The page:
Similar to the adjacent Hall of Columns in its spatial imposition and structural decorations, this small room called Antechamber/Foyer contains significant examples of architectural frescoes. The dramatic contents start with two Doric columns topped by high frieze arranged in two ways, a lower flap and floral swirls on the top.
Each column supports a decorated corbel with lion heads, frames and a series of mirrors painted with landscapes. In fact, the painted landscape is just one but it unravels on the entire hall, framed and interrupted by columns as if it were a sequence of wide mirrors opened to the outside. This landscape is characterized by the presence of castles, forests, small villages and a vast lake all set against the backdrop of a cloudy sky, where different types of birds take flight. According to some historians, the entire composition would be referring to the fiefdoms owned by the Borromeo family on Lake Maggiore. But the landscape references are too generic to confirm this iconographic hypothesis, though they should explain the presence of the emblem of the Arese family, on the date of the completion of the fresco, placed on a panel above.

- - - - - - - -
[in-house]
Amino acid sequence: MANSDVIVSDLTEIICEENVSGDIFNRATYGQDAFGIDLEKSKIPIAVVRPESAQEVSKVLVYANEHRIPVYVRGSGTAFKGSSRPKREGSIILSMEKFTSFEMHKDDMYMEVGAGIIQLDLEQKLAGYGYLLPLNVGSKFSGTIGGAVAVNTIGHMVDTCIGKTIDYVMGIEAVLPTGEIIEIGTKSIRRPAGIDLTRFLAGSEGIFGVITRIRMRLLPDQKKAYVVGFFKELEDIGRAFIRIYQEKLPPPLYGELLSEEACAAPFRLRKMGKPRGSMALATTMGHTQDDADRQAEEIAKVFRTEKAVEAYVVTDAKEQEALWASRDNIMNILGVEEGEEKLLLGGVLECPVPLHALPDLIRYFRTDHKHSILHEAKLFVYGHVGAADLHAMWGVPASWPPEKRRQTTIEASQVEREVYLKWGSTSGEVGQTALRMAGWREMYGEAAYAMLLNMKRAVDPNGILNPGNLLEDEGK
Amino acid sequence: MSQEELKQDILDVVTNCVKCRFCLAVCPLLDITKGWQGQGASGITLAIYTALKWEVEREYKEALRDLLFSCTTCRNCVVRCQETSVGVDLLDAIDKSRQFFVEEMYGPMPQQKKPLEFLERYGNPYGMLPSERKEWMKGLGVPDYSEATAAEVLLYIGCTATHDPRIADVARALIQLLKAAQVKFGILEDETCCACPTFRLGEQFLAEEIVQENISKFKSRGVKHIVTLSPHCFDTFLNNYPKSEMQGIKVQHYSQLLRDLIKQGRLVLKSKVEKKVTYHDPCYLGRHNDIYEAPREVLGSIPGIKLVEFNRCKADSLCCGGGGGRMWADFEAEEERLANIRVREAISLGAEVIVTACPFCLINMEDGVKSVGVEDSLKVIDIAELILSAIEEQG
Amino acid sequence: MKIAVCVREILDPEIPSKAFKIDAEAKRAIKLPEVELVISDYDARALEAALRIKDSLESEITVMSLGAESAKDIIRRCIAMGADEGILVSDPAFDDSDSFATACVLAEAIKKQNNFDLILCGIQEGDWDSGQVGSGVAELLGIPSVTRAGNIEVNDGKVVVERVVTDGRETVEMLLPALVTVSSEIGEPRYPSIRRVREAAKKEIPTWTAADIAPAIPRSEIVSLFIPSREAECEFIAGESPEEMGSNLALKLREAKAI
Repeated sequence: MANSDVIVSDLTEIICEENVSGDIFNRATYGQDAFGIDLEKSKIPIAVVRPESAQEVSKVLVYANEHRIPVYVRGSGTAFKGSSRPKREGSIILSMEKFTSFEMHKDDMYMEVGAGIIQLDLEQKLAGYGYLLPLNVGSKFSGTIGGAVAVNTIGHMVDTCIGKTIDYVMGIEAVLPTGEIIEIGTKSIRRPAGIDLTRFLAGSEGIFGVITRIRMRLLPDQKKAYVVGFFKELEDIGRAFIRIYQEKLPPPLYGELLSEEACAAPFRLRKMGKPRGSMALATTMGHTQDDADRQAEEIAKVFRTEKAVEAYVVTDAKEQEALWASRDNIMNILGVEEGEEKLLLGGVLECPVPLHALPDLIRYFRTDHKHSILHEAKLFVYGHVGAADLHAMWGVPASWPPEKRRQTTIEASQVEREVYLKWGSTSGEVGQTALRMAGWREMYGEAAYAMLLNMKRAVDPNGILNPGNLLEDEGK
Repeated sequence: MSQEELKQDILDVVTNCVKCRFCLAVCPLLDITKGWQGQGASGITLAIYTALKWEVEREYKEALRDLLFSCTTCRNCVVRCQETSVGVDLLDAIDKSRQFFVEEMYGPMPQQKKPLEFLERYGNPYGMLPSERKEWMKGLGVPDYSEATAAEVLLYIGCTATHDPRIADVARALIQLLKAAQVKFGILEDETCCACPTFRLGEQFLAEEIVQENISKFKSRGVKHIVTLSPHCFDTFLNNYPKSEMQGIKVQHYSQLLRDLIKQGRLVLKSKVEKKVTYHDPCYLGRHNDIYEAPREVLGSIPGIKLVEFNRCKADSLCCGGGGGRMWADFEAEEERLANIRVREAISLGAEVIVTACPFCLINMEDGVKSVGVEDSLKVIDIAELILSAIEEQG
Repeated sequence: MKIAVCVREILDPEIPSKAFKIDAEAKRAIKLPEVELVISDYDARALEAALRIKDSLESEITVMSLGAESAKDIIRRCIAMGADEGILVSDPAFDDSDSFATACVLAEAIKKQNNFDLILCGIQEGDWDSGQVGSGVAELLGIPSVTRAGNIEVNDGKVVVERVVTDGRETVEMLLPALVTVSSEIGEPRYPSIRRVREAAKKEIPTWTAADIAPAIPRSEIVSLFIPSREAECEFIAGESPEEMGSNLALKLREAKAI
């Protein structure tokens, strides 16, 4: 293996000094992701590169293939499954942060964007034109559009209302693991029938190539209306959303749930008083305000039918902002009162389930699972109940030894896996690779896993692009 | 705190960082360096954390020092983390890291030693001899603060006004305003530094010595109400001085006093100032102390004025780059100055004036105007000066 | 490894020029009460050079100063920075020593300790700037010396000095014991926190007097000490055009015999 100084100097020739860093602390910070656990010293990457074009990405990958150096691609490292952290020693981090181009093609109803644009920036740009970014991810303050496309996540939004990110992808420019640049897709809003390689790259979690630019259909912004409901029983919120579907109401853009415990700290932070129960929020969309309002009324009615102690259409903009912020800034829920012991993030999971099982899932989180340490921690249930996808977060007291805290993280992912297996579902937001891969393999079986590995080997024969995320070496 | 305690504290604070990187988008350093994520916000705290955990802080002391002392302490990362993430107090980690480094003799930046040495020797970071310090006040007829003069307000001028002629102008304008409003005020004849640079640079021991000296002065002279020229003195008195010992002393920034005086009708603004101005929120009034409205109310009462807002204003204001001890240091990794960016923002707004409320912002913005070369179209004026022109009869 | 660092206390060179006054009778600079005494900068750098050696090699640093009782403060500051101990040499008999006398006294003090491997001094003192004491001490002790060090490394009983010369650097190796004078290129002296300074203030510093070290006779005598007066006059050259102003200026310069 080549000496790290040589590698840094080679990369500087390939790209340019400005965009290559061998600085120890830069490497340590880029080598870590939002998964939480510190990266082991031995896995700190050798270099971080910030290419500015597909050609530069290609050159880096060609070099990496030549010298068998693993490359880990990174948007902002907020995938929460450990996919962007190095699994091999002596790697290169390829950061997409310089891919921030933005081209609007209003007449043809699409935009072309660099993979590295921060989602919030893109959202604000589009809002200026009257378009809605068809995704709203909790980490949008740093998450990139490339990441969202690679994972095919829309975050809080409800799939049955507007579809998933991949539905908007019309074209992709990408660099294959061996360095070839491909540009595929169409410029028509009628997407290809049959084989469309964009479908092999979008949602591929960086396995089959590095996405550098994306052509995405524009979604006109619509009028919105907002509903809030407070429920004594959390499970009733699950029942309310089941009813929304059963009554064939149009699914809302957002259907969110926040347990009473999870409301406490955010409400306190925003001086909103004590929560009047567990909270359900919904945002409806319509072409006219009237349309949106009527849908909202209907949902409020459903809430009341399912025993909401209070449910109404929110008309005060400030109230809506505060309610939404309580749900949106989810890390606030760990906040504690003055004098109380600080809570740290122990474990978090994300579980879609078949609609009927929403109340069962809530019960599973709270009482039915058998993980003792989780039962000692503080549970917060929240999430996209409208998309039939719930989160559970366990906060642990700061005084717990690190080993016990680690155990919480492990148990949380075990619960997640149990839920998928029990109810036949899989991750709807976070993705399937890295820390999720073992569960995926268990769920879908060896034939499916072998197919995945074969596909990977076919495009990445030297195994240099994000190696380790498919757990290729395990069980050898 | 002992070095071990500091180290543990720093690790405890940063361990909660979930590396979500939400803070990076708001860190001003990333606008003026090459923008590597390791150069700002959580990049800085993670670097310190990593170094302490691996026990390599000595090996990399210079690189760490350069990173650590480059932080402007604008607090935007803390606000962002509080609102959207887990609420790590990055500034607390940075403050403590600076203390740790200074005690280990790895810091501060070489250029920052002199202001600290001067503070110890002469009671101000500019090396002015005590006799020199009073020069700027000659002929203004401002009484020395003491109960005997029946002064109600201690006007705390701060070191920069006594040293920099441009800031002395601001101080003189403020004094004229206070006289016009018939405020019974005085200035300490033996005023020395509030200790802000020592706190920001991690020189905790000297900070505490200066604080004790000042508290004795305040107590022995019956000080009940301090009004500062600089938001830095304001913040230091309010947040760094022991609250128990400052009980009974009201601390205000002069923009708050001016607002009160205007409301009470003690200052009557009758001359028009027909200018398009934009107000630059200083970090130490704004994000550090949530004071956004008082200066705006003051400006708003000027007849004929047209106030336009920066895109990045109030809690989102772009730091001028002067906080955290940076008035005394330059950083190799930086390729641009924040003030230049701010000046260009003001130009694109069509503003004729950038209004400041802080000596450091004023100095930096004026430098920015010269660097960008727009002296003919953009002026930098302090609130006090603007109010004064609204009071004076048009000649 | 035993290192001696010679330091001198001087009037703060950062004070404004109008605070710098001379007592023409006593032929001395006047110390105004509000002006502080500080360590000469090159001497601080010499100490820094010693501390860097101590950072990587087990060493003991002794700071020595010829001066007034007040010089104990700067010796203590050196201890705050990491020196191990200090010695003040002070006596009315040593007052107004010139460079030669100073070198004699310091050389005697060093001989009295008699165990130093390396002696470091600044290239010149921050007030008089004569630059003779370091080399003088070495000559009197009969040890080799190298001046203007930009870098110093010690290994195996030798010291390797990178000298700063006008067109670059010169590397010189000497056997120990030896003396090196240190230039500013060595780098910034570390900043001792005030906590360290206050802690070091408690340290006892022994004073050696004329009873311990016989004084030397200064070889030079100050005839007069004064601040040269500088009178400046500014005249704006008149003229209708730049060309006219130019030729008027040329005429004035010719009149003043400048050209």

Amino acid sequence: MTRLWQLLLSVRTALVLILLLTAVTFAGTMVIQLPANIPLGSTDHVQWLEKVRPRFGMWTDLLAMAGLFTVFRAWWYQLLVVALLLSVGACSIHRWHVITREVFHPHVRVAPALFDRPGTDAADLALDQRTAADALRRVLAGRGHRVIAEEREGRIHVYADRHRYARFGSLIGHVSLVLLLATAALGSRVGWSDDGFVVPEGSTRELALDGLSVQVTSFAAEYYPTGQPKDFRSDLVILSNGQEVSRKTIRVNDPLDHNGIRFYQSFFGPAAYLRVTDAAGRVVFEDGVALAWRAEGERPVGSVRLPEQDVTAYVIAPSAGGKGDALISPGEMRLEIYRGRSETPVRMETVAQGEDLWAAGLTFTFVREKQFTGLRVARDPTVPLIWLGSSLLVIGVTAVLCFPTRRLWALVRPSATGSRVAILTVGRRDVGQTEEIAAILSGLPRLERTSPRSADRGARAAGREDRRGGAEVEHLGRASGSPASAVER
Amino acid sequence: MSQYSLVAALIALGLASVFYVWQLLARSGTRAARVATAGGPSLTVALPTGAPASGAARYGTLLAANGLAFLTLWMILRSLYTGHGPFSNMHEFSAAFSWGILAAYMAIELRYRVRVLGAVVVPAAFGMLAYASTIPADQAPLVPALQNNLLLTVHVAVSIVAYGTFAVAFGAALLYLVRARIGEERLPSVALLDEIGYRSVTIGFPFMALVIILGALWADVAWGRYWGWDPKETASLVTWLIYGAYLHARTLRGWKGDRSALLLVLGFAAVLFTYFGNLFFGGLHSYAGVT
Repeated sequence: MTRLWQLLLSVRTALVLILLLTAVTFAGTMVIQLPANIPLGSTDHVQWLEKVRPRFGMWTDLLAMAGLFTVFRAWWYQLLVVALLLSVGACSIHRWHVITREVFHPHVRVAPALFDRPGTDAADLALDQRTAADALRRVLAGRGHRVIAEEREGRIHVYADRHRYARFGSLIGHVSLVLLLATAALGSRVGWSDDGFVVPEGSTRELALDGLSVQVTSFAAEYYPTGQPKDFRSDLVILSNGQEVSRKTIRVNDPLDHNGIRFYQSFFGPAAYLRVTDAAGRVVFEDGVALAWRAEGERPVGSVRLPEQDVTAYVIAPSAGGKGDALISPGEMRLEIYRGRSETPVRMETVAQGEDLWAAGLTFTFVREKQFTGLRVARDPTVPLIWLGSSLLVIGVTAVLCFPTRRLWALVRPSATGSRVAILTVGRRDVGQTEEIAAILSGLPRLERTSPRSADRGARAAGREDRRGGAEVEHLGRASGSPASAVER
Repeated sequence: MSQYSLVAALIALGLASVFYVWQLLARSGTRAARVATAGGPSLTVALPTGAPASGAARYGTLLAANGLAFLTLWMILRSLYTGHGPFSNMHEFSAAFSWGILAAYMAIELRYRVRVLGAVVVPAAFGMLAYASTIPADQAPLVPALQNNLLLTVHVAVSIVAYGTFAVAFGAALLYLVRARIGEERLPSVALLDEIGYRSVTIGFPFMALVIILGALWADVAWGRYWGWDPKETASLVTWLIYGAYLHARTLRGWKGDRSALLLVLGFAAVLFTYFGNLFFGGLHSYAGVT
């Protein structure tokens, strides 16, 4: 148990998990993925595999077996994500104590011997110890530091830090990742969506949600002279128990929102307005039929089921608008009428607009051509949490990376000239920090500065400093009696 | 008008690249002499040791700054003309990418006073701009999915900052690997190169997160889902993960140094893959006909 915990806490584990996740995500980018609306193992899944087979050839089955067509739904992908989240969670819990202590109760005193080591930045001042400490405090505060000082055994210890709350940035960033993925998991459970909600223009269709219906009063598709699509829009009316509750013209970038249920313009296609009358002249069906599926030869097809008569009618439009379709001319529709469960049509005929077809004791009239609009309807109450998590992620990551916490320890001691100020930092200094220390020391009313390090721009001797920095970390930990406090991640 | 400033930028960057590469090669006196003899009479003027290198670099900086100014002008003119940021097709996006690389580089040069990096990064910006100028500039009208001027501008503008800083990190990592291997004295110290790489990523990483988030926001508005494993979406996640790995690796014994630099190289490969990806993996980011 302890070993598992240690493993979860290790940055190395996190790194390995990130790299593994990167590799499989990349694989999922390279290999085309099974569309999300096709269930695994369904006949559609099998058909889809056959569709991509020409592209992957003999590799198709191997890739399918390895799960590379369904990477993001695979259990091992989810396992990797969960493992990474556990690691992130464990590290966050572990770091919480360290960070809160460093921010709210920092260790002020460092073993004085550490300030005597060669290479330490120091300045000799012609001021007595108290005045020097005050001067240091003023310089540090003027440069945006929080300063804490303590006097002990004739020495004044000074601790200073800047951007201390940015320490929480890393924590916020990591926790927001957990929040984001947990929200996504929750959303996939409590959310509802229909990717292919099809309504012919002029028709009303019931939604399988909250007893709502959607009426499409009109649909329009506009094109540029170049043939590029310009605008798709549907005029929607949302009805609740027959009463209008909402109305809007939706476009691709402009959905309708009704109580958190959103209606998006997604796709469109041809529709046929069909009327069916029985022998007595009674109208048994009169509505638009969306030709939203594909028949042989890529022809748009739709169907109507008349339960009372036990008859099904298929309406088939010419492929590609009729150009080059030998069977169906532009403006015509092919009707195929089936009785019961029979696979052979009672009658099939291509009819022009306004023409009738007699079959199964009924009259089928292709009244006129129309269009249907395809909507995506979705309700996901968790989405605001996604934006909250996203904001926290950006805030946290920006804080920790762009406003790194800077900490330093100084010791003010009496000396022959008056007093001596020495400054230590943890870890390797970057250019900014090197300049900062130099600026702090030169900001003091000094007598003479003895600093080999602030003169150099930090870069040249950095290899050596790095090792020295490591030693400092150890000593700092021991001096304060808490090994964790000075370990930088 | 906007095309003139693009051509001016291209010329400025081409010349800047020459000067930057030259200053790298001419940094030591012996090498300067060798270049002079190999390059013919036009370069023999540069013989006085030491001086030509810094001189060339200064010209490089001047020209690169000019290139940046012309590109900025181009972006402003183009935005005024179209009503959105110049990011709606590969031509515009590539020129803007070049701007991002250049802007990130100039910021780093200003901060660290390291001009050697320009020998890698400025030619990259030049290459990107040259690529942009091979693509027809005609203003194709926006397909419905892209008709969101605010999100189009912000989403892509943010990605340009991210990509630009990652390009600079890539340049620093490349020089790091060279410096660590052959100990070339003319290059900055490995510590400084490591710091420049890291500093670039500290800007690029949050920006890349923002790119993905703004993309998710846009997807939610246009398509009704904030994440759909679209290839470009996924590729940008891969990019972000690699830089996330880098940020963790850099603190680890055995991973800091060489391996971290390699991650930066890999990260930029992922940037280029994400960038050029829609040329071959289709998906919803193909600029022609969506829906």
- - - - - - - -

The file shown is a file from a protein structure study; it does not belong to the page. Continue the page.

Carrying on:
As to the signature on the paintings, critics suggest distinguishing two different painters, one for the architectural composition and the other for the landscape depiction. It is in fact probable that like most of the compositions on the main floor, the architectural ones were by the Milanese painter, Giovanni Ghisolfi (1623-1683), who studied at an early age in Rome. He must have been helped by numerous painters, and among them were probably some exponents of the famous quadratura dynasty of Lombardy, the Mariani, active in other sites belonging to the branch of the Bartolomeo Arese family. The large landscape painting attests to a typical taste for ruins and is characterized by certain realistic precision, as their function remain undefined in the symbolic-allegorical level.